A laughing call from a fringe of trees beyond Kendal Race Course. A green woodpecker is clamorous, his call accompanying us for some while, fainter and fainter.
I’ve walked all the last week, still days when sound carries. Today, chevrons of geese were flying North, high above Scout Scar escarpment and the Lyth Valley.
‘Pink Feet’ called a voice higher up the slope. ‘How do you know? ‘ I asked. He mimicked their honking call. ‘ Heading for Solway.’
This is the first time I’ve heard geese this last week and it’s been so still. If they’d been flying North I’d have heard them.
Toward St John’s Church, Helsington, a man sat on a rock, his Svarovski telescope trained on the pools of Park End Moss below.
‘What have you seen?’
‘ Little egret, gadwall, teal,’ he reeled off a list. ‘And pink-feet, all in an hour. Pink-feet, bound for Solway. I’ve sat until I’m freezing. Yes, despite the thermals.’
There were few folk out today so it was gratifying to meet two men who were thrilled to see pink-footed geese flying North.
Pink- footed geese are winter visitors, with numbers at Solway and the Ribble. These birds will breed in Greenland and Iceland. They have a short pink bill and pink legs.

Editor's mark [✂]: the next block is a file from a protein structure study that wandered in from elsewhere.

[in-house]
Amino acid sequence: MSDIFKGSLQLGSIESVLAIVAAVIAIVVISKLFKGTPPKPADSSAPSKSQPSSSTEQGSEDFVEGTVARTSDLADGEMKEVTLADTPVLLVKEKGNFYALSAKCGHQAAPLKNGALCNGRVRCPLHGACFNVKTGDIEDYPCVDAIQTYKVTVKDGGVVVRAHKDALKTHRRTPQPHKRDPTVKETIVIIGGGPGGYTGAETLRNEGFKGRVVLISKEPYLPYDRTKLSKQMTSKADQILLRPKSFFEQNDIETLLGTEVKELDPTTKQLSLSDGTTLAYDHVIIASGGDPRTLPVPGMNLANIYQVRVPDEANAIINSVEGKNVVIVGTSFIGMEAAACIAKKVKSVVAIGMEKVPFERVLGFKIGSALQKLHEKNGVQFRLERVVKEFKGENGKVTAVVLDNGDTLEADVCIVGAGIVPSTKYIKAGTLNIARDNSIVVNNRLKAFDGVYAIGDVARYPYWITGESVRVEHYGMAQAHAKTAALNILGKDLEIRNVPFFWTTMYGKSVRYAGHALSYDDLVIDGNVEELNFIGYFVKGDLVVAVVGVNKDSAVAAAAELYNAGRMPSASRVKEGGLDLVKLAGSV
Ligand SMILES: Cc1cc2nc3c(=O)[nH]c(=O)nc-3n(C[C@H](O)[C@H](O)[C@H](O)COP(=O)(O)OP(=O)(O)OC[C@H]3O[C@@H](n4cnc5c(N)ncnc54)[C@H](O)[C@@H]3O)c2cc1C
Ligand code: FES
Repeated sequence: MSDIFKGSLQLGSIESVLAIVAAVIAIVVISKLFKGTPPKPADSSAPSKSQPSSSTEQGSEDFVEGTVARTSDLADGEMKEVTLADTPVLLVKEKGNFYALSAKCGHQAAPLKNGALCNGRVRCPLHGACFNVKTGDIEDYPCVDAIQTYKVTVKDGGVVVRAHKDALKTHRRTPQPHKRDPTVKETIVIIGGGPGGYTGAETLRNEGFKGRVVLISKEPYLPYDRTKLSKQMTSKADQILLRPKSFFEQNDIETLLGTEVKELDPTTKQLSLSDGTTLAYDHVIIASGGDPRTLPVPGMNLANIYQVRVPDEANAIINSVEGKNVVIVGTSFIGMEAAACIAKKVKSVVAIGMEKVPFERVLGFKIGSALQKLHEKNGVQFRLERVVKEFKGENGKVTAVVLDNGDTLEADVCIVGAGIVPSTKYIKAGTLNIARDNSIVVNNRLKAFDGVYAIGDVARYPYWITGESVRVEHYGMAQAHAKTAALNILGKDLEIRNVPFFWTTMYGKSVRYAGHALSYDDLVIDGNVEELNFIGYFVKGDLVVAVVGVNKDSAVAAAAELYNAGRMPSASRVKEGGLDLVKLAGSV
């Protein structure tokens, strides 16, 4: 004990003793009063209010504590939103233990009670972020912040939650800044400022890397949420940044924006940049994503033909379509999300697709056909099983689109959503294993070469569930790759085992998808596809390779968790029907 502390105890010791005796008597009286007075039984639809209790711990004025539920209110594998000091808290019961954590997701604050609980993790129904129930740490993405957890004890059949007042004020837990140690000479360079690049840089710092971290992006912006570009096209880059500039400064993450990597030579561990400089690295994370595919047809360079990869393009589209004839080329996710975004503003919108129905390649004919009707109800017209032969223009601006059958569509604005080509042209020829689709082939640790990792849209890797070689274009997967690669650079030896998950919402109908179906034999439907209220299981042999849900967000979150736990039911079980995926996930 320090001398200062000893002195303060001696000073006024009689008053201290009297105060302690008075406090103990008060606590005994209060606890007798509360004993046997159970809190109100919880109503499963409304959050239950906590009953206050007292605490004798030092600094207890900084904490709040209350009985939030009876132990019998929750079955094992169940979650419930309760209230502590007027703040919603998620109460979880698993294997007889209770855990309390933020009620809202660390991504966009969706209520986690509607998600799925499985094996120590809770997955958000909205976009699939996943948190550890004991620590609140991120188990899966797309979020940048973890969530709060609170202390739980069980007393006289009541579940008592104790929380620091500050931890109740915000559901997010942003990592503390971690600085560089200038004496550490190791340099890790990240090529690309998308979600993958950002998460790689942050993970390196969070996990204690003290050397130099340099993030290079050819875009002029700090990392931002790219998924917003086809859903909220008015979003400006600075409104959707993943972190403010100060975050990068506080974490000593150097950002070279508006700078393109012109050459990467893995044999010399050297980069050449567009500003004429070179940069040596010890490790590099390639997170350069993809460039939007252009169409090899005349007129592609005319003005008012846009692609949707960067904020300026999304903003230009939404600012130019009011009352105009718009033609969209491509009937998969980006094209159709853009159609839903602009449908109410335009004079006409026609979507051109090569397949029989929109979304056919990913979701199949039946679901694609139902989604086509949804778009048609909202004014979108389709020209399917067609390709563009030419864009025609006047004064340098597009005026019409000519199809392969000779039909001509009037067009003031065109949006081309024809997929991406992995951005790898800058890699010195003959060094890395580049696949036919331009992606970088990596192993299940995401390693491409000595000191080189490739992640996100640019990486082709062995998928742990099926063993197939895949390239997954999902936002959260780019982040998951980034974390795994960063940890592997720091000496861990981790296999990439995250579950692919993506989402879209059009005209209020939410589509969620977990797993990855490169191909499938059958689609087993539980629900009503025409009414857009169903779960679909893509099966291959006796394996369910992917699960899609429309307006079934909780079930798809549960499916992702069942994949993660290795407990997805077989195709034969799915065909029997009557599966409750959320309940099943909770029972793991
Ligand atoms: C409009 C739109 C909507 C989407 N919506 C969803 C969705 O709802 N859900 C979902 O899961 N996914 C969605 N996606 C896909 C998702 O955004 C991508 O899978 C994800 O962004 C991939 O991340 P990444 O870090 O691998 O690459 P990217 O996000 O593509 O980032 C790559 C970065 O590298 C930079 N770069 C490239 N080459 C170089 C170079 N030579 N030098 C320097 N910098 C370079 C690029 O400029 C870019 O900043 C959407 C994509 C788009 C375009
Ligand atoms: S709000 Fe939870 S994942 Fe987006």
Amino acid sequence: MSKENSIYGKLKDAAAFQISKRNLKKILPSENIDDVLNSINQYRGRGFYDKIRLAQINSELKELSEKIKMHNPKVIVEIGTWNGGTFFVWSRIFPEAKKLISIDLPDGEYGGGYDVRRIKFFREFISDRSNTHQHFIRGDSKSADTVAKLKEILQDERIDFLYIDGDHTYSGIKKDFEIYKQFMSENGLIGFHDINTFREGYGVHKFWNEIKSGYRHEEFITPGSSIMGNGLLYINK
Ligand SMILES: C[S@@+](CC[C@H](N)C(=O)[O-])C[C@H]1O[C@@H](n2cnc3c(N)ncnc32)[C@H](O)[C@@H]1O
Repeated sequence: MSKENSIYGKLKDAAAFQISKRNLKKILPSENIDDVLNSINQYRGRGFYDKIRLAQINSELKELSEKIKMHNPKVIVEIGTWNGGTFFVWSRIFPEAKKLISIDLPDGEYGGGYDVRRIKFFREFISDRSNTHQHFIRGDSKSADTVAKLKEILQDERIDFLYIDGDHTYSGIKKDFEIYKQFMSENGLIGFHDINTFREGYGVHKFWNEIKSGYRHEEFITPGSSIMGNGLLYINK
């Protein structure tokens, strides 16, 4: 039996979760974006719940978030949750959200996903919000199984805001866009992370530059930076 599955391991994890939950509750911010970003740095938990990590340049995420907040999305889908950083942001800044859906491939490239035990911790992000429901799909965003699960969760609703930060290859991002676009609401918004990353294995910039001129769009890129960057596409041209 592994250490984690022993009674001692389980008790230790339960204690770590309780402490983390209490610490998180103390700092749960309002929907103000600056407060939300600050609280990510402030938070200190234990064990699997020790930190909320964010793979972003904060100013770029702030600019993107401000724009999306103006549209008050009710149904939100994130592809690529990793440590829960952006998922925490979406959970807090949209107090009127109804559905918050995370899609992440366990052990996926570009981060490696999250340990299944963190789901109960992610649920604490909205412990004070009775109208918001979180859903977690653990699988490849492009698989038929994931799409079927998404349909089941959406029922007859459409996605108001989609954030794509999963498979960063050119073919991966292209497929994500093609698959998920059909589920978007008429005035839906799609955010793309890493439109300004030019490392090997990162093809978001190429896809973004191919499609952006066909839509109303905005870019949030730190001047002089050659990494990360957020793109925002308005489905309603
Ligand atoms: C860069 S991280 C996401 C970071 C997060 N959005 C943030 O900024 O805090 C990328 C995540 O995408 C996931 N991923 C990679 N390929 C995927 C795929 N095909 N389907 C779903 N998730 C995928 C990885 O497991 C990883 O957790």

Pin-head creamy buds on blackthorn in the shelter of a wall. Flower buds on yew and on gorse.
Another still and cloudy day, an early morning chill. The first two lambs were born at Bradleyfield this morning, out on Kendal Race Course. I learn from the farmer about Embryo Flushing.
The green woodpecker makes himself heard in the same fringe of trees. ‘Where’s your pretty apprentice today? ‘ I’m asked by a man who has been listening to the green woodpecker.
‘ I want to learn,’ she says. I ask her what she want to know. ‘ More about wildlife.’ I indicate the skylark breeding territory, although the birds are not singing today. And suggest they may hear geese. You never know what the find of the day will be.
I fall into conversation with another woman, in truth, I listen . ‘ I’d never been up Benson Knott until lockdown. Not to the top. Now I’ve been there four times, in the pandemic. I used to say, Oh God I’m not going walking. But there’s nothing else to do. I used to like going to the shops in town but it doesn’t feel safe and I can’t see with a face mask and glasses. And I don’t like to touch anything. I don’t have the gift of the gab,’ she scarcely paused to draw breath. ‘ As we parted she said, ‘ I hope I haven’t talked you to death.’ She was born and grew up here, she told me. Her friends didn’t know Benson Knott either. I show her how to slither through a kissing gate without touching it. It works, this time.